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The Ebay Blacklist

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									Title:
The Ebay Blacklist

Word Count:
424

Summary:
eBay can be most likened to an online flea market. But, as with most flea
markets, there is always the possibility that questionable hawkers lurk
around the corners. Therefore, there must be rules in place to insure
that the auctions and transactions formed through eBay are legal. Only
then can a market – online or not – flourish.

Certain types of items are prohibited or regulated on eBay. eBay reserves
the right to terminate auctions that violate its specifications for a...


Keywords:
ebay, auctions, selling, buying


Article Body:
eBay can be most likened to an online flea market. But, as with most flea
markets, there is always the possibility that questionable hawkers lurk
around the corners. Therefore, there must be rules in place to insure
that the auctions and transactions formed through eBay are legal. Only
then can a market – online or not – flourish.

Certain types of items are prohibited or regulated on eBay. eBay reserves
the right to terminate auctions that violate its specifications for
allowed items on listing. In the case of such, eBay emails the bidder and
the seller to notify them of the violation and to explain the need to
terminate the auction.

eBay’s policies describe items that may not be posted for auction. They
fall under three categories: Prohibited Questionable, and Potentially
Infringing.

Prohibited
This describes items that are not permitted on eBay. This list includes
alcohol, tobacco, drugs, animals, human parts or remains, government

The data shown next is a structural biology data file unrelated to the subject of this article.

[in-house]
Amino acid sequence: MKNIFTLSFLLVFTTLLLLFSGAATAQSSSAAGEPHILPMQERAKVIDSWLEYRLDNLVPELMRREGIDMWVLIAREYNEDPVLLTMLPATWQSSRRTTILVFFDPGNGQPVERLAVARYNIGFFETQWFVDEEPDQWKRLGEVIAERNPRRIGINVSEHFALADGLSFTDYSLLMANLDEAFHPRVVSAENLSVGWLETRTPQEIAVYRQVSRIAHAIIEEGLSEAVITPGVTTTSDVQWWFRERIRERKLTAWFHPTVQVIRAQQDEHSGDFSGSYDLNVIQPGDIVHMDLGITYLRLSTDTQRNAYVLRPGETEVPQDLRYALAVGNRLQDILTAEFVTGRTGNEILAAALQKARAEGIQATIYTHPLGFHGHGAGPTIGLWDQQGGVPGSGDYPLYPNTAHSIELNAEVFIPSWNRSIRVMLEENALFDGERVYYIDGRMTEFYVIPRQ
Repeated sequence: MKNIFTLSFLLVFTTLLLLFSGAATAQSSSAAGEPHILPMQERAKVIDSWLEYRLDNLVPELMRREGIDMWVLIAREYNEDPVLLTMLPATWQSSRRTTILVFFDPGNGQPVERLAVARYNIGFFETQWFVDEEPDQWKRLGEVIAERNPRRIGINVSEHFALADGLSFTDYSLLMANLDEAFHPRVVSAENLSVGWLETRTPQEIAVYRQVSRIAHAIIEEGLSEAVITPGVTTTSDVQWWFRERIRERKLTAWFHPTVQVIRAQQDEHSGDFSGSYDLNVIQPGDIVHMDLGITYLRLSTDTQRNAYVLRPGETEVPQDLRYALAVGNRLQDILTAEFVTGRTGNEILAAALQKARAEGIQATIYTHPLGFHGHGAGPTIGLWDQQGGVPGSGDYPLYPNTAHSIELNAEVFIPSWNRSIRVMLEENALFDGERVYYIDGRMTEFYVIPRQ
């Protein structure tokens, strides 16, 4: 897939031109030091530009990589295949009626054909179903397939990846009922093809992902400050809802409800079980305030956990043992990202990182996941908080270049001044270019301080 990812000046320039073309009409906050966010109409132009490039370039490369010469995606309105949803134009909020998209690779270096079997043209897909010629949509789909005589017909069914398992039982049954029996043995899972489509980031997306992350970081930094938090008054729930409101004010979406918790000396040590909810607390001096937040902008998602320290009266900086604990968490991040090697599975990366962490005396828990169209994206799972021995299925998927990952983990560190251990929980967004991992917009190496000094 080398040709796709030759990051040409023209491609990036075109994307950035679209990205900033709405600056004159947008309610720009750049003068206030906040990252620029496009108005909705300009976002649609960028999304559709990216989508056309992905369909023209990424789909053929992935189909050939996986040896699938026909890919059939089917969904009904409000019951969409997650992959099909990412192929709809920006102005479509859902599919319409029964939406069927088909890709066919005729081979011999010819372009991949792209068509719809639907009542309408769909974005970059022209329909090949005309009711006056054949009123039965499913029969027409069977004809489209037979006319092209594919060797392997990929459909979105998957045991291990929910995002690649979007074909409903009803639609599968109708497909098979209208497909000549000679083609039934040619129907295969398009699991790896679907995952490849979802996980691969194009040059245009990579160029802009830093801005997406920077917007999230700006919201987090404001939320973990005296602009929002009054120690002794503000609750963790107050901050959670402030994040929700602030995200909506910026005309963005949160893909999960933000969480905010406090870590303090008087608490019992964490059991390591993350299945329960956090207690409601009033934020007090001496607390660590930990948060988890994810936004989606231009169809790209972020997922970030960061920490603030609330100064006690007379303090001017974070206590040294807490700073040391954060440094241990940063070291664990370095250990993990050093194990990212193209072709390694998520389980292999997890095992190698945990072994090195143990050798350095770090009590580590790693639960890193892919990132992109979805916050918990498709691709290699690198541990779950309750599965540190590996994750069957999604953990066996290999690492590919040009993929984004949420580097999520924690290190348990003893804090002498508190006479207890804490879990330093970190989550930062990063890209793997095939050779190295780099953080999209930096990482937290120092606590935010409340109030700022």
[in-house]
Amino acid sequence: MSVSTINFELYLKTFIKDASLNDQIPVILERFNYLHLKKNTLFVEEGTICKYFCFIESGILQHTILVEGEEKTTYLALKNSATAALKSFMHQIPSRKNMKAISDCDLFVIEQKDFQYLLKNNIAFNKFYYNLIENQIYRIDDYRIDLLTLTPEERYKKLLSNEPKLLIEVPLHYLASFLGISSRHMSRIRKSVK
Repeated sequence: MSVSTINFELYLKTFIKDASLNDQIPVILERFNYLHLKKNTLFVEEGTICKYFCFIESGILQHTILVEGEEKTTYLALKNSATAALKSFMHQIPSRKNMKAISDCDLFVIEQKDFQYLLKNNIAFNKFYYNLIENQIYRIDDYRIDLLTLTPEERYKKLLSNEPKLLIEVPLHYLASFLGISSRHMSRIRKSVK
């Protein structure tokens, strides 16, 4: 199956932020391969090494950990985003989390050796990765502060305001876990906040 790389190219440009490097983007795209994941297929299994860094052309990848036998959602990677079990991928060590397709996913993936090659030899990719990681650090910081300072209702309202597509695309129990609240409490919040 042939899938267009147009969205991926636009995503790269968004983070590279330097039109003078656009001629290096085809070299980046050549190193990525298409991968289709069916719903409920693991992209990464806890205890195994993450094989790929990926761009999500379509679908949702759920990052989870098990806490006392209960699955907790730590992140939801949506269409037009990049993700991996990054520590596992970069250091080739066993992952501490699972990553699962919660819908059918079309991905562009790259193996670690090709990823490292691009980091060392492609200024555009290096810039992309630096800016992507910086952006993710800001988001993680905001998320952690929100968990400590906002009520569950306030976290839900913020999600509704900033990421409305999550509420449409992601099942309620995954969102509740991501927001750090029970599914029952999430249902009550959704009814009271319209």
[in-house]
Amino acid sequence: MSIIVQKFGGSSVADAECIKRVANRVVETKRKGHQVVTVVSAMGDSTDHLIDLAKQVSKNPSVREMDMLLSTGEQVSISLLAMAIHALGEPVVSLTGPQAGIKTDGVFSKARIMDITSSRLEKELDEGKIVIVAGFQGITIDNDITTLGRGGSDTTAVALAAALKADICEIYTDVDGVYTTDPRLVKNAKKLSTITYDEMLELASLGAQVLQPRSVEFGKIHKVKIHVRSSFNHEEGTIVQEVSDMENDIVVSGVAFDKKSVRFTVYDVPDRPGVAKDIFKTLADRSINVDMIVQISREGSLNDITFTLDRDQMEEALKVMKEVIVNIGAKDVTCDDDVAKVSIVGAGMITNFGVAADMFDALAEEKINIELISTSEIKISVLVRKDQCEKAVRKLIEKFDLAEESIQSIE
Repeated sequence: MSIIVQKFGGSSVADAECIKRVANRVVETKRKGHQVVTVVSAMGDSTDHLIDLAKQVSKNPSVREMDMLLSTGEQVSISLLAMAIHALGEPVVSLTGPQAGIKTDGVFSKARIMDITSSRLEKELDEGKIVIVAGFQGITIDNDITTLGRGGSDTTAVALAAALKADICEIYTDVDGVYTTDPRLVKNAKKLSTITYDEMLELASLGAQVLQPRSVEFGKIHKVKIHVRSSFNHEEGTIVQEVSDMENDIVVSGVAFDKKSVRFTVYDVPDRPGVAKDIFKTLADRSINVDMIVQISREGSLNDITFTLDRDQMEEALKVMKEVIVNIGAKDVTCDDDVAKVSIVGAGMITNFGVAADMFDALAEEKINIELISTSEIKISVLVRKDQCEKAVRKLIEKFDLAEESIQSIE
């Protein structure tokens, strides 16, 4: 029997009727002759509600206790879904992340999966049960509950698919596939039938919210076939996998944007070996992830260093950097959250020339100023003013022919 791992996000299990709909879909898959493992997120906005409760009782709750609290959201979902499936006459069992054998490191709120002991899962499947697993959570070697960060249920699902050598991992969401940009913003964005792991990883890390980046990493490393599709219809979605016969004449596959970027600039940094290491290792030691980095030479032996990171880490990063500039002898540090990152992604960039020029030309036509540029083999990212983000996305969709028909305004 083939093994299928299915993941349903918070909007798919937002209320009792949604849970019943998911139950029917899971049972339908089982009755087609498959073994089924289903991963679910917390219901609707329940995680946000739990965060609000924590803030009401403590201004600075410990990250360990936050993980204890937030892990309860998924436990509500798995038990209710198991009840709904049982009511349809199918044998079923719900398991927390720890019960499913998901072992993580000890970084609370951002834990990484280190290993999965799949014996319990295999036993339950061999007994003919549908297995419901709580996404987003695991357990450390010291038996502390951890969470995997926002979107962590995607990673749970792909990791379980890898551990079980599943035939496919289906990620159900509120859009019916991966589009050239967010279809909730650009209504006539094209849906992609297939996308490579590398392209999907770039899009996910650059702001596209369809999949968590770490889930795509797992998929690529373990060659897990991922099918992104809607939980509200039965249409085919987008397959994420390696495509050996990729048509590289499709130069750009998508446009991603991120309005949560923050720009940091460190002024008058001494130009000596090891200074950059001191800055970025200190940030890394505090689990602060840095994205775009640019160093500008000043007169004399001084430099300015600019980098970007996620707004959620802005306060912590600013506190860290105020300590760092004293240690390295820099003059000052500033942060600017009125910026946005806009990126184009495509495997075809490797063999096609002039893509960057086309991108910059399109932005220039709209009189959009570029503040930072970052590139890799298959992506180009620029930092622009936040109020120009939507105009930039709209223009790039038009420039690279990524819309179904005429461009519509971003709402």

properties, lottery tickets, and others. eBay contains a complete list of
such in their policy statement.

Questionable
Items listed as questionable can be posted provided they follow certain
conditions. For example, some adult material may be listed for auctioning
only if they are posted in the Mature Audiences section of eBay. Event
tickets may be sold provided that the auction closes before the actual
event itself. The list also includes batteries, artifacts, food, used
items, event tickets, weapons and knives, police related equipment,
Freon, hazardous chemicals, offensive material, mature audiences
material, international selling, and international buying among others.
Potentially Infringing
Items listed under this heading may be legal. However, they almost always
violate copyright, trademark, and other rights. Some examples of such
are: academic software, beta software, bootleg recordings, contracts and
tickets, downloadable media, movie prints, OEM software, Replica and
counterfeit items, and unauthorized copies.

This list is updated periodically and is incorporated into the User
Agreement of eBay. These guidelines do not represent legal advice. It
would do well to check with law enforcement agencies, a lawyer, or other
legal outlets to verify the legality of a questionable item to be posted.

This policy applies even if you offer to give your item away for free. As
long as it is posted on eBay, it is subject to the abovementioned policy.

As a final note, it is   stressed that the buyer if subject to liability if
he or she purchases an   illegal item. It is still the responsibility of
the buyers and sellers   to monitor the legality of their transactions
since eBay is merely a   facilitator in the market process.

								
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